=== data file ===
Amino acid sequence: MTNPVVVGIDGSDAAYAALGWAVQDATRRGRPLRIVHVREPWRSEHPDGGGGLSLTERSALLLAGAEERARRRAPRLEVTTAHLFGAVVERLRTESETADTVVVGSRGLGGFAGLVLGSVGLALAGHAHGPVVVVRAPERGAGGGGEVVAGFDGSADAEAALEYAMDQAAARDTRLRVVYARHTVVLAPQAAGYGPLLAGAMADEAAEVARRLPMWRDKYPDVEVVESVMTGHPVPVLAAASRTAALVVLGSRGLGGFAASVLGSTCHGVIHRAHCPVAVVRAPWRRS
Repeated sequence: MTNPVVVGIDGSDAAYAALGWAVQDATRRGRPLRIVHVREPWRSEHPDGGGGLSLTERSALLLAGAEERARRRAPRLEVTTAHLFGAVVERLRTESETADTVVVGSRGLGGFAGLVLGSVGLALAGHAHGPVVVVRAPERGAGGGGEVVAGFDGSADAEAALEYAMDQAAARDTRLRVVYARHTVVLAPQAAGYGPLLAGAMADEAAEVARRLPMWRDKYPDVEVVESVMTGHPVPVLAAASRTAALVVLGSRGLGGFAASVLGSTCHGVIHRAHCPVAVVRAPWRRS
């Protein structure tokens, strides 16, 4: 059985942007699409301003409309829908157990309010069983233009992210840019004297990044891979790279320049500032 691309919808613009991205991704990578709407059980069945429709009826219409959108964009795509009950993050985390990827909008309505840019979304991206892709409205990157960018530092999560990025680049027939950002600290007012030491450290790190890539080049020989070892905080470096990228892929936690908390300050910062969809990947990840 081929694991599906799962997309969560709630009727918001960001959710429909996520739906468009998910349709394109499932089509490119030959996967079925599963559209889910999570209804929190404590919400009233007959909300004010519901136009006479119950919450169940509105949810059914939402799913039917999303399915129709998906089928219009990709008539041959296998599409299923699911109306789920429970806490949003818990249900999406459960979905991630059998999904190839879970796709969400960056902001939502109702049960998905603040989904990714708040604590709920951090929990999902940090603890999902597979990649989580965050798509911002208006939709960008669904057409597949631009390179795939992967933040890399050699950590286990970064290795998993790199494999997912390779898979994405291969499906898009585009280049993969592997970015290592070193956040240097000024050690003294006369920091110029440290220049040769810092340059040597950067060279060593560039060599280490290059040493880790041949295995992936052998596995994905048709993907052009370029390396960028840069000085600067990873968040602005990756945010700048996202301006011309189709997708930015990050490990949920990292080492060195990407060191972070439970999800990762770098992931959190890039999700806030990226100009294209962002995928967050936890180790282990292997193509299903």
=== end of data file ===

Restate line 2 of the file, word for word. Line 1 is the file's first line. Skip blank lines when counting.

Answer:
Repeated sequence: MTNPVVVGIDGSDAAYAALGWAVQDATRRGRPLRIVHVREPWRSEHPDGGGGLSLTERSALLLAGAEERARRRAPRLEVTTAHLFGAVVERLRTESETADTVVVGSRGLGGFAGLVLGSVGLALAGHAHGPVVVVRAPERGAGGGGEVVAGFDGSADAEAALEYAMDQAAARDTRLRVVYARHTVVLAPQAAGYGPLLAGAMADEAAEVARRLPMWRDKYPDVEVVESVMTGHPVPVLAAASRTAALVVLGSRGLGGFAASVLGSTCHGVIHRAHCPVAVVRAPWRRS